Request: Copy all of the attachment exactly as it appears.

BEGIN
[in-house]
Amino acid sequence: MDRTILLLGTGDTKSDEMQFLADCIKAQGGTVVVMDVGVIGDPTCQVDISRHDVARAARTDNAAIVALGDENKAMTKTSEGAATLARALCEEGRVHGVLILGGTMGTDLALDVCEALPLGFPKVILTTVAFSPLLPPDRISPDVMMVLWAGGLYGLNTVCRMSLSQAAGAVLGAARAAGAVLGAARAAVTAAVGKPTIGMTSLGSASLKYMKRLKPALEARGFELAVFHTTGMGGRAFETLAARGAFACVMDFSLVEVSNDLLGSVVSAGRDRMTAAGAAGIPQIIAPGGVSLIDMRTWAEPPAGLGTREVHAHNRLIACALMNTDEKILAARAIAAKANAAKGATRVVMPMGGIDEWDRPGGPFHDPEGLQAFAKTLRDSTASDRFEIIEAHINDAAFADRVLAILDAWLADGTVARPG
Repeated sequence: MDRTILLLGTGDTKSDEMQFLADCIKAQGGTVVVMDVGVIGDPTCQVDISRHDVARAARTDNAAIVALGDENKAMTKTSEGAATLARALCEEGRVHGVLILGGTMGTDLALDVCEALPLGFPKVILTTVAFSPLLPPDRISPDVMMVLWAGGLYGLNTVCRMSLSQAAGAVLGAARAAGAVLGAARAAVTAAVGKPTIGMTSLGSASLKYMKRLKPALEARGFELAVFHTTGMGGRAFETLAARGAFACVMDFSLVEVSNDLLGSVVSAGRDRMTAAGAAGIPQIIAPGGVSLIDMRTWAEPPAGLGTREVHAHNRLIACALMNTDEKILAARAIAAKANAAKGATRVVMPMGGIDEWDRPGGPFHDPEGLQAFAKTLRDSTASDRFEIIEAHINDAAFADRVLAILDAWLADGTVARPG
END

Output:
[in-house]
Amino acid sequence: MDRTILLLGTGDTKSDEMQFLADCIKAQGGTVVVMDVGVIGDPTCQVDISRHDVARAARTDNAAIVALGDENKAMTKTSEGAATLARALCEEGRVHGVLILGGTMGTDLALDVCEALPLGFPKVILTTVAFSPLLPPDRISPDVMMVLWAGGLYGLNTVCRMSLSQAAGAVLGAARAAGAVLGAARAAVTAAVGKPTIGMTSLGSASLKYMKRLKPALEARGFELAVFHTTGMGGRAFETLAARGAFACVMDFSLVEVSNDLLGSVVSAGRDRMTAAGAAGIPQIIAPGGVSLIDMRTWAEPPAGLGTREVHAHNRLIACALMNTDEKILAARAIAAKANAAKGATRVVMPMGGIDEWDRPGGPFHDPEGLQAFAKTLRDSTASDRFEIIEAHINDAAFADRVLAILDAWLADGTVARPG
Repeated sequence: MDRTILLLGTGDTKSDEMQFLADCIKAQGGTVVVMDVGVIGDPTCQVDISRHDVARAARTDNAAIVALGDENKAMTKTSEGAATLARALCEEGRVHGVLILGGTMGTDLALDVCEALPLGFPKVILTTVAFSPLLPPDRISPDVMMVLWAGGLYGLNTVCRMSLSQAAGAVLGAARAAGAVLGAARAAVTAAVGKPTIGMTSLGSASLKYMKRLKPALEARGFELAVFHTTGMGGRAFETLAARGAFACVMDFSLVEVSNDLLGSVVSAGRDRMTAAGAAGIPQIIAPGGVSLIDMRTWAEPPAGLGTREVHAHNRLIACALMNTDEKILAARAIAAKANAAKGATRVVMPMGGIDEWDRPGGPFHDPEGLQAFAKTLRDSTASDRFEIIEAHINDAAFADRVLAILDAWLADGTVARPG